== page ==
Wednesday, February 16, 2011

Life After Draft One

Now what?

I wrote it. I read it. It's good but it needs fixing.

And right now, I have no idea how to fix it.

What I'd really like to do is take a two week cruise with nothing but a stack of books to read and forget all about it.

I know every writer has a unique way to tackle this problem. This is the hardest spot for me--facing 86,000 freshly strung-together words, all of which need to be revised. How long do you let a first draft rest before you start revision? And then what do you do first?



  1. Every answer you get will be different. I think the standard rule of thumb is to not touch it or read it for a month. I've never been that disciplined though. :-)

  2. I've tried all kinds of things, and what I now do is just move on to the next project to wipe my brain clean before I tackle the rewrites. Time doesn't matter anywhere near as much as emotional distance.

  3. I try to get distance from it - the more the better - but it's hard. And I start with structural changes, as much as my internal editor would like to go fix up all the messes. :)

  4. One month? Shannon, that would be hard.

    Unless, as Emily suggests, I take on the next project instead...

    And I know what you mean about emotional distance. As I was reading it yesterday I thought, "I like this book wa-a-a-y too much to see it objectively."

    Sue, I think that's good advice. I can create my "story threads" chart and make my retro-outline so my favorite revision tools will be ready when I've achieved emotional distance.

  5. Distance is good. It gives you fresh eyes, and backbone to kill your baby, so to speak. I used to hate heading into the first revision, but now I like it. The fifth--not so much. But each round makes the story better. :) Maybe one day I won't need so many. Ha ha. Yeah, right. :)

    Congrats on finishing it! I'm doing the happy dance for you.

  6. Aim for a month and try to last as long as you can before it starts burning you to get back to it :-)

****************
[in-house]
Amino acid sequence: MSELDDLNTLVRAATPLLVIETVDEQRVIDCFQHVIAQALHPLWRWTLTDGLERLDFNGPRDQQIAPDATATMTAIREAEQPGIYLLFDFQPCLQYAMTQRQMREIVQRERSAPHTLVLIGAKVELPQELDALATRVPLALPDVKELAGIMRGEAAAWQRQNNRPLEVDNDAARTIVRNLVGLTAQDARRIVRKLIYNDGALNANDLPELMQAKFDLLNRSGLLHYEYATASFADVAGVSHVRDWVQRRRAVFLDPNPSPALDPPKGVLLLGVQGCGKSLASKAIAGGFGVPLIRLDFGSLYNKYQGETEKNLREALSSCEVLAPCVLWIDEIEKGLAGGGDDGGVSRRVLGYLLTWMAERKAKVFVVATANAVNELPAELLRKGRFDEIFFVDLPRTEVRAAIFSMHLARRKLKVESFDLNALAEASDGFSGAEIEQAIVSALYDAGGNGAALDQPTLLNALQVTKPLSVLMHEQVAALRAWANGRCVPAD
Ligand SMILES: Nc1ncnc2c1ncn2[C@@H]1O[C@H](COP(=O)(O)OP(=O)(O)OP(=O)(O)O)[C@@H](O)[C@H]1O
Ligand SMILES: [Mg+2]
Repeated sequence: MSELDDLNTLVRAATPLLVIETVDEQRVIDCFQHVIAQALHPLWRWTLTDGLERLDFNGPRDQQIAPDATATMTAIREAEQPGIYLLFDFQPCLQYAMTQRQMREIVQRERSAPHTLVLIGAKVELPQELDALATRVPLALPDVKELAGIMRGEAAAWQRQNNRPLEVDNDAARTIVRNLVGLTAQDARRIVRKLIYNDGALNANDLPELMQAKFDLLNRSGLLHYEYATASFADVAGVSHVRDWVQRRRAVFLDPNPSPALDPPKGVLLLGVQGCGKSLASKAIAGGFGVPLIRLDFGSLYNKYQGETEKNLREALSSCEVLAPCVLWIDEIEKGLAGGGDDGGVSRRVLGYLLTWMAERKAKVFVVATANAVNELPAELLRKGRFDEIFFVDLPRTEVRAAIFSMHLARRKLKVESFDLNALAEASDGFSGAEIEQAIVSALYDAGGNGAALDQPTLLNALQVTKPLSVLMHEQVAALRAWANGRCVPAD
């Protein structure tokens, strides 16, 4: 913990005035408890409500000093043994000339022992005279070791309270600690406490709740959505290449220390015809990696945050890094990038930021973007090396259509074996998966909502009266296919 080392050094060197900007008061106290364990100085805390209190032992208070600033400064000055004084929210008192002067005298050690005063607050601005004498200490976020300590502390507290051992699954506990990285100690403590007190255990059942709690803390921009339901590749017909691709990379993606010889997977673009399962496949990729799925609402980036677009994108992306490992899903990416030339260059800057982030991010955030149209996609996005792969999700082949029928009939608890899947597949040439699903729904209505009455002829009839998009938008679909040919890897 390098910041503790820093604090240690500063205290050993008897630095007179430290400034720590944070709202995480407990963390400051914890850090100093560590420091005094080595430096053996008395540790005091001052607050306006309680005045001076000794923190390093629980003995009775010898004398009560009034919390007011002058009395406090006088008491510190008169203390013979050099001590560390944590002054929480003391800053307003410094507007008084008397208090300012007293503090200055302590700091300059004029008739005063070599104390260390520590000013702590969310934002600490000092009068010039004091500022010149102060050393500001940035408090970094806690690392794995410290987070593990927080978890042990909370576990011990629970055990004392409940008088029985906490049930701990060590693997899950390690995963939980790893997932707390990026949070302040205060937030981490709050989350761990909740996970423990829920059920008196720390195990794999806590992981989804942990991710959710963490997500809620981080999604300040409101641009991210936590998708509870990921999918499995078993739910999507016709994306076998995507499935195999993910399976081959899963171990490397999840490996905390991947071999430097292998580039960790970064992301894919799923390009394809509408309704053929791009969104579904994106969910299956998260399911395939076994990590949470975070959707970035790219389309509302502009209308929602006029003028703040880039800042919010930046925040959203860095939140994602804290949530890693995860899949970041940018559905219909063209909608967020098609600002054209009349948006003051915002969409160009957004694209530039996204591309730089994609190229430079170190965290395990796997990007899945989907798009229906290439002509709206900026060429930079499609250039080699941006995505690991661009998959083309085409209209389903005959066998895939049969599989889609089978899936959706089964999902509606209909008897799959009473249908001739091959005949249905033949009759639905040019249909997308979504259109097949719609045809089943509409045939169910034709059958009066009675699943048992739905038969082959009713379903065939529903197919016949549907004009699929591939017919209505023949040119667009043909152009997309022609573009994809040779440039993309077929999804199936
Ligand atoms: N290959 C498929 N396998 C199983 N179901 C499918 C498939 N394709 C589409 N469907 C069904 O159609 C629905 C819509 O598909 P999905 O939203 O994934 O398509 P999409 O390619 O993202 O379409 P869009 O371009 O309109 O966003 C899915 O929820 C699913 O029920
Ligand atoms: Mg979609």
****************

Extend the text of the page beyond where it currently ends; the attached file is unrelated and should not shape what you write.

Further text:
Write something differnt, maybe a short story for a competition.

    The answers will come when you leat expect them.

  7. Depends on deadlines, really. But best would be at least two weeks I'd say. TO get all the preoccupations and ideas out and be able to start fresh.
    Nahno ∗ McLein

  8. Hooray! Huge congratulations are in order!! And that's an excellent question. Last year, I read Stephen King's book "On Writing," and he recommends 4-6 weeks. I'd never done that. So my NaNoWriMo story is still untouched since I finished it the end of November. I have to confess that it's not on purpose. I had another book I was doing revisions on that I set aside to do NaNo, and now I'm working on that. But this whole time, my brain keeps coming up with thoughts for how to fix my NaNo book. I'm kinda liking the emotional distance, though, because I think I'll be more rational when I re-read it. We'll see how it goes. I'd love to hear what you decide and how it works out!

  9. Well, I can't speak for novels, but when I finish a short story, I usually let it sit for about a week before I go back to it and treat it like a story from my class. Flash Fiction sits for a few days. A poem can sit anywhere from a few hours to a few days (I don't write poetry that often). I can easily distance myself from it because on top of writing, I have a lot of homework to finish as well.

  10. Okay, so I decided to write one scene from another story I'd brainstormed, something completely different from anything I've ever tried.

    So refreshing! And fun! Just the diversion I needed.

  11. Playing a few hours of video games also wipes the mind beautifully, or er... so I've heard ;-)


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